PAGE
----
They Didn't Ask Me (dr_phil_physics) wrote,
They Didn't Ask Me
dr_phil_physics

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The Himalayas Are The Heaven Of The World

The Grand Rapids Press television section is sometimes a frustration. It doesn't quite include all the channels we get on our cable system, though there have been improvements. They finally are listing SciFi Channel -- just in time not to be able to figure when the hell they were showing episodes of Farscape. They do, however, manage to have listings (and VCR+ code numbers) for the Travel Channel.

Return of the Jabberwocky

A&E Channel for many years entertained us with the extraordinary travelogues of one Michael Palin, known to quite a few people in the world as one of the Monty Python boys. Around the World in 80 Days, Pole to Pole and a third one taking a giant circle trip around the Pacific Rim -- all extraordinary serial adventures by every conceivable mode of conveyance.

The man was willing to go anywhere, do anything, eat whatever and generally entertain people around the world who have no idea who this mad Englishman is, or why there's a BBC film crew following him around.

Luck of the Draw

So we happened to be watching World Poker Tour on the Travel Channel when we saw a commercial for a new series on Mondays. Michael Palin's Himalaya. No one does travel like Michael, absolutely no one. We've seen three episodes -- they did two the first night -- and it is already enchanting. Who knew the Dalai Lama watched the BBC and had watched Michael Palin's previous travelogues? And the Victorian houseboats on the lake now used as hotel rooms in disputed Kashmir...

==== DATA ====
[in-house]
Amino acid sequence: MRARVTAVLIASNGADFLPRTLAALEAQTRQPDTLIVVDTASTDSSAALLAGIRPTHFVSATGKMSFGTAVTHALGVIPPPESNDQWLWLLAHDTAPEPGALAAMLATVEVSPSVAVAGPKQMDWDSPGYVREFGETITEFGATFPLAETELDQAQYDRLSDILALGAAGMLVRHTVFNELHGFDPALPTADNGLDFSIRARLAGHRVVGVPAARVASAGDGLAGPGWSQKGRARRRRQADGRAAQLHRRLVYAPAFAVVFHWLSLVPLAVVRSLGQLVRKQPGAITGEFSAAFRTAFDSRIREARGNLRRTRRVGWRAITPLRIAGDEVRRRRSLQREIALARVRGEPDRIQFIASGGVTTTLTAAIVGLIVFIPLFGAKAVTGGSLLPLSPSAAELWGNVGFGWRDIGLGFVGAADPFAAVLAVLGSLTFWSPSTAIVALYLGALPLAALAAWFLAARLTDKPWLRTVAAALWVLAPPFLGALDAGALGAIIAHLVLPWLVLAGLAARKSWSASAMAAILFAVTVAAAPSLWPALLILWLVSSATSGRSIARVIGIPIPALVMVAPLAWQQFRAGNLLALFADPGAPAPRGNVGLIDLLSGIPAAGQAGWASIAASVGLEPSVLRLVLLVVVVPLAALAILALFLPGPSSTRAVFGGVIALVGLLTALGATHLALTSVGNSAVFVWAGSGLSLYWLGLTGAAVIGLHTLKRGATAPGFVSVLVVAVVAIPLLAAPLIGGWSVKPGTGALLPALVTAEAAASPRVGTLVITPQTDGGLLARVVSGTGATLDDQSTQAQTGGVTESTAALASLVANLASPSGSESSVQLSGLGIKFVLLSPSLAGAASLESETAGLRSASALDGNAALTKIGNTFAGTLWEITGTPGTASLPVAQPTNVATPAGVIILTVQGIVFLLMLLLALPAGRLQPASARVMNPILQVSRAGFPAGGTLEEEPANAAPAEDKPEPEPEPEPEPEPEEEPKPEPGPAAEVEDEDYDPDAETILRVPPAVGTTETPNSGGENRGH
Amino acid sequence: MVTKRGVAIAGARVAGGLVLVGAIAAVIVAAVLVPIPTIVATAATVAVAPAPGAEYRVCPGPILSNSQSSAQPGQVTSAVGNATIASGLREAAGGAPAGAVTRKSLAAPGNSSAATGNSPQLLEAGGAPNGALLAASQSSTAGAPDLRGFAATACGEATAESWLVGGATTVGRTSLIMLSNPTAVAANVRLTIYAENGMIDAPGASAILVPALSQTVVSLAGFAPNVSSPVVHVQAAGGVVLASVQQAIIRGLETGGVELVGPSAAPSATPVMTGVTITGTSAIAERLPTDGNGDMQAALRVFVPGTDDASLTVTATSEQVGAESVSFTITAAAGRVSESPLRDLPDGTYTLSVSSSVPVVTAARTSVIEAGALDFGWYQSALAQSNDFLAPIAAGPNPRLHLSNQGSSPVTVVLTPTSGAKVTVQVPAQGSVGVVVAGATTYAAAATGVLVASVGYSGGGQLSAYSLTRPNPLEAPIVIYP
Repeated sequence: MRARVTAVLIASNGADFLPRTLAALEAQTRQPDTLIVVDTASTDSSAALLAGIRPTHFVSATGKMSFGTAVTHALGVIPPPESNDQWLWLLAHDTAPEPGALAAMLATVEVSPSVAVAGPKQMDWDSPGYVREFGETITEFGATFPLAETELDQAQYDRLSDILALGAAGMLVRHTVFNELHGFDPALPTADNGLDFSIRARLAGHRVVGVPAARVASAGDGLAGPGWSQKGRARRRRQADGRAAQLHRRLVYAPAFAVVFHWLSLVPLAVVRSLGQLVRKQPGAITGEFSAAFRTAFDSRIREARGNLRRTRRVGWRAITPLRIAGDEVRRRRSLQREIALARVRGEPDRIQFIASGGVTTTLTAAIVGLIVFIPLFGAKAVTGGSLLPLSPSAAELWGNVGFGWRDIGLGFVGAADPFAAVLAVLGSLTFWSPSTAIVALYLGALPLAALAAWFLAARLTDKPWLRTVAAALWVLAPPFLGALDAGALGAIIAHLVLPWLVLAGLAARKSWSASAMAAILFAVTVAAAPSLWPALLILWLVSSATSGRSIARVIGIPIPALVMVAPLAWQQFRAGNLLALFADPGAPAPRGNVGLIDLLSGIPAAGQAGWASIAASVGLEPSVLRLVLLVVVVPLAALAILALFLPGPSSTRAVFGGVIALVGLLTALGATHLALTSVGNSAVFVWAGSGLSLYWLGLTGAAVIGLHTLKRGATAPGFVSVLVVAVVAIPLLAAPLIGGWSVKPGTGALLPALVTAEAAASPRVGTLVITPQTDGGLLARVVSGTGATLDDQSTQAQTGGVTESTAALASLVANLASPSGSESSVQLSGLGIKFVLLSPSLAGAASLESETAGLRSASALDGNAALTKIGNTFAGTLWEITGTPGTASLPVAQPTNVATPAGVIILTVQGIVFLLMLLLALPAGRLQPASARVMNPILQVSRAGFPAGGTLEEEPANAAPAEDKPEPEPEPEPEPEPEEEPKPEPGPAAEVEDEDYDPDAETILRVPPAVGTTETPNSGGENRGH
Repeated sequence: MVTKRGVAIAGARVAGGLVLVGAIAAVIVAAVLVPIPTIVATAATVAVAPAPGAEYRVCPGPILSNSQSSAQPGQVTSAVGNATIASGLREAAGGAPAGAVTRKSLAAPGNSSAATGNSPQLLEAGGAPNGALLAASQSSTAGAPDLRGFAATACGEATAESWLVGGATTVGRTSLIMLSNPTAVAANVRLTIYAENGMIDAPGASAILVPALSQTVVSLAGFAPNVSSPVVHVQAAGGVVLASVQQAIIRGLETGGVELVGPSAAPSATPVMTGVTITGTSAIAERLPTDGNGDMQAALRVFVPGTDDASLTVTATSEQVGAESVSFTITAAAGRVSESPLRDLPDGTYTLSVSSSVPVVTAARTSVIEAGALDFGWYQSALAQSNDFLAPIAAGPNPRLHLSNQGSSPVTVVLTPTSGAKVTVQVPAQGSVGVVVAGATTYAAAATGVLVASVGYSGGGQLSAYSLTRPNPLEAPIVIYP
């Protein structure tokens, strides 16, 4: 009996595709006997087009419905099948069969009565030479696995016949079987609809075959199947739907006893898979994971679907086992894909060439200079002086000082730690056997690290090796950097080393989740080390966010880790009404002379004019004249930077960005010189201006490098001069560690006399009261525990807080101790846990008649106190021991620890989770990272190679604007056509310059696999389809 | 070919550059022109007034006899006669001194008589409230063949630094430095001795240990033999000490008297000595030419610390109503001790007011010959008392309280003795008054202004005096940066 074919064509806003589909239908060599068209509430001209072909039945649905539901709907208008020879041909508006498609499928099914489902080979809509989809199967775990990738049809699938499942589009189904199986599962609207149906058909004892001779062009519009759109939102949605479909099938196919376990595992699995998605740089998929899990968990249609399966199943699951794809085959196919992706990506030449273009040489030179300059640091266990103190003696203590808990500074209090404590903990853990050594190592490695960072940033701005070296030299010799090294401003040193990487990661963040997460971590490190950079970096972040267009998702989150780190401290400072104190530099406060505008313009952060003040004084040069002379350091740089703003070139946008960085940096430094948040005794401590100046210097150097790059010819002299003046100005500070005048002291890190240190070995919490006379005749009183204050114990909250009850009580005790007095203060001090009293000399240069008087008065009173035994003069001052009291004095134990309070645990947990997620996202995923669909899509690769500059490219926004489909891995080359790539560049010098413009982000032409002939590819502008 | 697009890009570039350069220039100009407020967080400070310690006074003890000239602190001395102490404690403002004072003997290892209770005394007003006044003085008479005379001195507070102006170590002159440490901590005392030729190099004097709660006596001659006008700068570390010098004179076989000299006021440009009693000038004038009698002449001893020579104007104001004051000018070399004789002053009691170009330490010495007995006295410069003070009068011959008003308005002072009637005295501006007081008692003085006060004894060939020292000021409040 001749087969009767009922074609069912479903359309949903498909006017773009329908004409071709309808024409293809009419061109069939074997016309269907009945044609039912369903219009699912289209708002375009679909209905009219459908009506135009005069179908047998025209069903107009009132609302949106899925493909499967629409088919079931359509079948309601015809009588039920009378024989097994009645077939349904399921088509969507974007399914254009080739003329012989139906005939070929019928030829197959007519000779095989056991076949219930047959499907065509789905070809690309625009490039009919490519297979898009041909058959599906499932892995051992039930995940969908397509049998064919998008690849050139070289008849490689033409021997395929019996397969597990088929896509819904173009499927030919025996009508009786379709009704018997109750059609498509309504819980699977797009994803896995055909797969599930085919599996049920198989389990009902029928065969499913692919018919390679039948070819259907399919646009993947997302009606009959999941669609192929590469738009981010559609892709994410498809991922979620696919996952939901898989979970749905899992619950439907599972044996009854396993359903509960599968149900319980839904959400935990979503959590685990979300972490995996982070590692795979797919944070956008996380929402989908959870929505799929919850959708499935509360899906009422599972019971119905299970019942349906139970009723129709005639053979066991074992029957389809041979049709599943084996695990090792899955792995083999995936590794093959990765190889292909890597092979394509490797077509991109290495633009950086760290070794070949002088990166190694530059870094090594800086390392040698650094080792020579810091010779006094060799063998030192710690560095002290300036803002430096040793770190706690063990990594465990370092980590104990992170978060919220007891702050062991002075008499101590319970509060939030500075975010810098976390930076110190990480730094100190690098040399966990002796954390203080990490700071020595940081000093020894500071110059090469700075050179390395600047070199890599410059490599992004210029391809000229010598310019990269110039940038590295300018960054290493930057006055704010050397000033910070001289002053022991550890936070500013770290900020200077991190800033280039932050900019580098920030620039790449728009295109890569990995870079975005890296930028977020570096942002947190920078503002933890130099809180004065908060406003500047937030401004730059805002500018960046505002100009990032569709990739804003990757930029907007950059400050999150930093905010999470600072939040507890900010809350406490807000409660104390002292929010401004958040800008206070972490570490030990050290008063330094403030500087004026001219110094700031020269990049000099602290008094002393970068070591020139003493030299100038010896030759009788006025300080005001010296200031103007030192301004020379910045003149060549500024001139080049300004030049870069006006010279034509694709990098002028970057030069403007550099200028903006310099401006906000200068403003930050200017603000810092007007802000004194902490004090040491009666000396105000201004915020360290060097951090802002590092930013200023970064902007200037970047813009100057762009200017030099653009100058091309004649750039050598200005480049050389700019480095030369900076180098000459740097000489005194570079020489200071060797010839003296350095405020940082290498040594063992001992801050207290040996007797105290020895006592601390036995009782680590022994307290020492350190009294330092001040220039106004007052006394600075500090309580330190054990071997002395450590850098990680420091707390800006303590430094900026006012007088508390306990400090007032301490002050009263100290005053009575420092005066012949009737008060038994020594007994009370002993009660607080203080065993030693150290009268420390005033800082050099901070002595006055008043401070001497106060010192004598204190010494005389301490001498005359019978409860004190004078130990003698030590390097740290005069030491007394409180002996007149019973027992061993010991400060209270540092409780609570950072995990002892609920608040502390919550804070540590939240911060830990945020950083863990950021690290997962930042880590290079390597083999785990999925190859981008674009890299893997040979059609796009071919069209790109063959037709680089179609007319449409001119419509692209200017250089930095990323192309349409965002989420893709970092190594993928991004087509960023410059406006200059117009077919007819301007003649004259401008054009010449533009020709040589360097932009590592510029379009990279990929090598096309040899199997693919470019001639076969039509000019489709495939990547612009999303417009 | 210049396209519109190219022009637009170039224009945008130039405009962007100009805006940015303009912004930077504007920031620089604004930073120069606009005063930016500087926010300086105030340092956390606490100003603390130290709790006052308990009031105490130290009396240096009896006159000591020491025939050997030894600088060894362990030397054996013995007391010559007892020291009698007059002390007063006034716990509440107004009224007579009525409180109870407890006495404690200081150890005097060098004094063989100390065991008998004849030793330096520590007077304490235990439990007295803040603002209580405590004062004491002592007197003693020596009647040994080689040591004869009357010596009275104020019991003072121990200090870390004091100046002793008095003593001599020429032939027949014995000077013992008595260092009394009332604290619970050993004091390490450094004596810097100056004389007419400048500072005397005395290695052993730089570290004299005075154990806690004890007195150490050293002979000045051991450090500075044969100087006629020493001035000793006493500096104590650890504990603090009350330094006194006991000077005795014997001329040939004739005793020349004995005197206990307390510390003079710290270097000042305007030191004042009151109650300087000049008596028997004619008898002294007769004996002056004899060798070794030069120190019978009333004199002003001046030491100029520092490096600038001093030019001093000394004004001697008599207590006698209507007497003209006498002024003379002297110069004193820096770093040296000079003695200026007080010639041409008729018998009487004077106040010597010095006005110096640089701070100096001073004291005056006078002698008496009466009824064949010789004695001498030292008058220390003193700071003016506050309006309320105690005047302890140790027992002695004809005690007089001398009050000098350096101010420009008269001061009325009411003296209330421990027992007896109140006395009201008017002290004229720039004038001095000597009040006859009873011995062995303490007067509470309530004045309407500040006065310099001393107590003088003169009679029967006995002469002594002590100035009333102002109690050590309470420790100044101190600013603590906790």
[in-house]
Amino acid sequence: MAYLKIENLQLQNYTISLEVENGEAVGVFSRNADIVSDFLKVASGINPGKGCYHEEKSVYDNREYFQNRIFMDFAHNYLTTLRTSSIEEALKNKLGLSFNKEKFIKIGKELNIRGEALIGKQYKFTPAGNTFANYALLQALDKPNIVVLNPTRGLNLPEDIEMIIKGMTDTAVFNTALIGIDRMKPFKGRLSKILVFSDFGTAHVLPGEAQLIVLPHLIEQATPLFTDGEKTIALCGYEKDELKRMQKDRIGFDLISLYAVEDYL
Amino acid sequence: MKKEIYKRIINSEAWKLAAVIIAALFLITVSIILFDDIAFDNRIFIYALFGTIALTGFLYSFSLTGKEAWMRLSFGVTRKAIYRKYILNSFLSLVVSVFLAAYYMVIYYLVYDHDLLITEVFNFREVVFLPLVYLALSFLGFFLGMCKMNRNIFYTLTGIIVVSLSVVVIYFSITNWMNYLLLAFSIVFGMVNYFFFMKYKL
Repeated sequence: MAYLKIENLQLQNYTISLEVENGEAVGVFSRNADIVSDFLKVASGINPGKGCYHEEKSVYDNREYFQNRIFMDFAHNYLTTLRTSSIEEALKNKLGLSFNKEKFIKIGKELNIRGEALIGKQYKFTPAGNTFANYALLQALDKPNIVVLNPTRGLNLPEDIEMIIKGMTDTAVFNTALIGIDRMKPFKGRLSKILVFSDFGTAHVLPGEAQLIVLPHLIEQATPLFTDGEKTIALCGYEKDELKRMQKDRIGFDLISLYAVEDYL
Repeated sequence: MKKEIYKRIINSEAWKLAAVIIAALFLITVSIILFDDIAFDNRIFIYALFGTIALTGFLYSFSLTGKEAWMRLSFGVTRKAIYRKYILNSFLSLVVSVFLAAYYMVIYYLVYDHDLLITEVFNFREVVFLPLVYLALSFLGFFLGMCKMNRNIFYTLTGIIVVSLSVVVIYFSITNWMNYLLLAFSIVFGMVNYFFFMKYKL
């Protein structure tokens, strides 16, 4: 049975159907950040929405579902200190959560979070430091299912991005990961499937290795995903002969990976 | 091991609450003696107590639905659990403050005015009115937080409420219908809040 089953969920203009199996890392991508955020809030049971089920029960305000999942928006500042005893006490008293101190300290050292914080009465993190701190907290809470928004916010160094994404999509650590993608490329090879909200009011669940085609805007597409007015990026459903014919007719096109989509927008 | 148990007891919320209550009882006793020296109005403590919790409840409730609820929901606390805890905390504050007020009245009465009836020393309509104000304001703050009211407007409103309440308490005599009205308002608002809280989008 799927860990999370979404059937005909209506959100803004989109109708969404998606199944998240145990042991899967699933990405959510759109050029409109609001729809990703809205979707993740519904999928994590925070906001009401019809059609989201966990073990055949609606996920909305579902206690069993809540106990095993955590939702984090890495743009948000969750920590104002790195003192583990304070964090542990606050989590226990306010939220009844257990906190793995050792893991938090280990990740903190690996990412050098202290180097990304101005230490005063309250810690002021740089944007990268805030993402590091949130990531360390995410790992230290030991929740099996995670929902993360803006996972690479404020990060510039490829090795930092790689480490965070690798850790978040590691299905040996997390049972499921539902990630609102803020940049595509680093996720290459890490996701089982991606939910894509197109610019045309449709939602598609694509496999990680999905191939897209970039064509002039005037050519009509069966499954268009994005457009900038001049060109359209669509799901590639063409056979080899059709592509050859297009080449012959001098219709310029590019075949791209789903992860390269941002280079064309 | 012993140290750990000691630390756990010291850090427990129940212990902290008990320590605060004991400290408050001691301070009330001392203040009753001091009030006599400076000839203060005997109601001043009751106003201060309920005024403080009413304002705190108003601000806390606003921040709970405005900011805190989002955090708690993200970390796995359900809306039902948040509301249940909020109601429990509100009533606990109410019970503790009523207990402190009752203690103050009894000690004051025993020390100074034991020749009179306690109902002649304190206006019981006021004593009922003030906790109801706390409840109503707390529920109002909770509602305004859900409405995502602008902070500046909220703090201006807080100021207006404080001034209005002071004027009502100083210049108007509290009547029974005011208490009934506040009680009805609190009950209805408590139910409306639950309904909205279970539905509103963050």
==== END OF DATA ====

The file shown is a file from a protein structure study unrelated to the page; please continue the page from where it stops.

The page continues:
I think what I find most appealing about Michael Palin's presentation, is how respectfully he conducts himself as a guest in odd places, manages to find people to explain what is going on, and to mostly show things which I have never seen elsewhere. In a world where tensions have been high between India and Pakistan for a long time, to watch the official daily flag lowering ceremony at one border crossing, where two elite military units do elaborate steps and gestures of contempt for the other in a choreographed kind of dance, all to the roaring crowds of partisan spectators -- and the actual flag lowering is conducted with such precision that neither flag is ever dipped lower than the other -- there is something even magical about such a spectacle, which the humorless Cold War never achieved.

And fearless -- hiking and acclimating himself to conditions over 13,000 feet. Yikes!

Schedule Note

I guess there won't be an episode of Himalaya on Monday, The Fourth of July, so the next one is 11 July 2005.

Dr. Phil
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